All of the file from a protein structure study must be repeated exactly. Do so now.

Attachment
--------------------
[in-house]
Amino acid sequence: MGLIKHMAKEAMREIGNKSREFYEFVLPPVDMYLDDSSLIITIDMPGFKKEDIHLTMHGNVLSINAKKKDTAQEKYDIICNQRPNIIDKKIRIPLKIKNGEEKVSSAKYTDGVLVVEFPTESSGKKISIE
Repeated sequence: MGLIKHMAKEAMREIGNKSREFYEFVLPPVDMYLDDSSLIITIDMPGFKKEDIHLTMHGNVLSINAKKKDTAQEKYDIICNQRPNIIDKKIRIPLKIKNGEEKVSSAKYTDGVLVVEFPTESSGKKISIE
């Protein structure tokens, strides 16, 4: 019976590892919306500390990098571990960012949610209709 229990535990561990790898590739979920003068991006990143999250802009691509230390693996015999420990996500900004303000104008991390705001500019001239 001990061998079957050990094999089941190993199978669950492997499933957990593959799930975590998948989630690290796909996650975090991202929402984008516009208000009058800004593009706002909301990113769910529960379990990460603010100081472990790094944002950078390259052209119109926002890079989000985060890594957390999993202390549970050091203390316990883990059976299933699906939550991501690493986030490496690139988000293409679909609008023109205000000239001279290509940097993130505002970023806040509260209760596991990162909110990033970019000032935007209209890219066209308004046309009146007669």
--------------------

[in-house]
Amino acid sequence: MGLIKHMAKEAMREIGNKSREFYEFVLPPVDMYLDDSSLIITIDMPGFKKEDIHLTMHGNVLSINAKKKDTAQEKYDIICNQRPNIIDKKIRIPLKIKNGEEKVSSAKYTDGVLVVEFPTESSGKKISIE
Repeated sequence: MGLIKHMAKEAMREIGNKSREFYEFVLPPVDMYLDDSSLIITIDMPGFKKEDIHLTMHGNVLSINAKKKDTAQEKYDIICNQRPNIIDKKIRIPLKIKNGEEKVSSAKYTDGVLVVEFPTESSGKKISIE
């Protein structure tokens, strides 16, 4: 019976590892919306500390990098571990960012949610209709 229990535990561990790898590739979920003068991006990143999250802009691509230390693996015999420990996500900004303000104008991390705001500019001239 001990061998079957050990094999089941190993199978669950492997499933957990593959799930975590998948989630690290796909996650975090991202929402984008516009208000009058800004593009706002909301990113769910529960379990990460603010100081472990790094944002950078390259052209119109926002890079989000985060890594957390999993202390549970050091203390316990883990059976299933699906939550991501690493986030490496690139988000293409679909609008023109205000000239001279290509940097993130505002970023806040509260209760596991990162909110990033970019000032935007209209890219066209308004046309009146007669």